The new allocation policy for deceased donor kidneys in the United States is expected to begin in late 2014. As part of this policy, prioritization to the highest quality deceased donor kidneys is dependent on candidate's estimated posttransplant survival (EPTS) score. In particular, candidates with low (≤20%) EPTS (indicating better estimated survival) will have greater access to donor offers. We evaluated the effect of dialysis initiation on preemptively listed candidates' EPTS score. Using current estimates, approximately 10% (n = 19,406) of candidates placed on the waiting list between 2008 and 2013 were listed preemptively and would have qualified for top 20% status. These patients were more likely younger, female, Caucasian and nondiabetic compared to other candidates. Among nondiabetic preemptively listed candidates, dialysis initiation decreases EPTS score (indicating better estimated survival and higher allocation priority) for approximately 5 months. In contrast, diabetic patients' EPTS score significantly increases (approximately 6%) immediately upon dialysis initiation. Our results reveal a counterintuitive aberration in the EPTS formula, which is important for decision making regarding organ selection and timing of dialysis initiation in the new allocation system. Revision of the EPTS formula should be considered to address these findings and further understanding of the impact of the new allocation system on candidates' prognosis is important.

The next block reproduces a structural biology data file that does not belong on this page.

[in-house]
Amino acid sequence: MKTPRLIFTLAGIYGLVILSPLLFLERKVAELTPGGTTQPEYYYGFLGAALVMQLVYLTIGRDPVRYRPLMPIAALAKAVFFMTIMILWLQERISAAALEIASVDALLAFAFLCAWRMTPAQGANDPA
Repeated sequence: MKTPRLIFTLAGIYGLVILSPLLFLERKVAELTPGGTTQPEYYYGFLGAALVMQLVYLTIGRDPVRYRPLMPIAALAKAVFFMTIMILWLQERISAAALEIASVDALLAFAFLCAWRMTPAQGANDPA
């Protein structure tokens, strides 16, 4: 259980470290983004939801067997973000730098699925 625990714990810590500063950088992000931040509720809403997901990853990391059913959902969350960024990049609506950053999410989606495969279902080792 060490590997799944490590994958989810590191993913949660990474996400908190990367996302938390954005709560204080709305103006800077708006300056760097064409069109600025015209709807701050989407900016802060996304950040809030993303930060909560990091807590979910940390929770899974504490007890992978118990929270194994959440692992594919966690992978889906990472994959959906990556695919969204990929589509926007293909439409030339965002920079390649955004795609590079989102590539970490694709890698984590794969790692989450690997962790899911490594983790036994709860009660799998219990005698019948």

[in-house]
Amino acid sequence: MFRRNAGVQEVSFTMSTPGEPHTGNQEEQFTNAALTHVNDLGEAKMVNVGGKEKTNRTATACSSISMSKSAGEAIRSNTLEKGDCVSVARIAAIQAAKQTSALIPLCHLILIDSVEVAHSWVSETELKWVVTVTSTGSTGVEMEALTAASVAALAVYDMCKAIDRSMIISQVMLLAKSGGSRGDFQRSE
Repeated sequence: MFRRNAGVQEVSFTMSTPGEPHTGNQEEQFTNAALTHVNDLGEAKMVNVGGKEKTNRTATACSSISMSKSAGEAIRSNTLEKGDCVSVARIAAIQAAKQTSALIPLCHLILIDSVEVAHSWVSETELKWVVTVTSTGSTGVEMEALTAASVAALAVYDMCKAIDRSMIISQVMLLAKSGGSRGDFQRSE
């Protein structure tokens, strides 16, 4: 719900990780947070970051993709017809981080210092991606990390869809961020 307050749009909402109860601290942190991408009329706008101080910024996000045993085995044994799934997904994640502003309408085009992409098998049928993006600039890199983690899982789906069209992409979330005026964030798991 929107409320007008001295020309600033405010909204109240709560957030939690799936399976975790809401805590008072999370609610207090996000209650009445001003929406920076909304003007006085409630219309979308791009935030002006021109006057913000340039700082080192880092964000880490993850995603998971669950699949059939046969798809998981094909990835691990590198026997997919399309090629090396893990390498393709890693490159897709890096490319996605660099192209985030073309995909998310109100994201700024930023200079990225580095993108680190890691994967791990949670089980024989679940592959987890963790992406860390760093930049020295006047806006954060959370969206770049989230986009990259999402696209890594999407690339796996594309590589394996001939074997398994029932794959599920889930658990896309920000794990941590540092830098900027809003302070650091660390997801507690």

© Copyright 2014 The American Society of Transplantation and the American Society of Transplant Surgeons.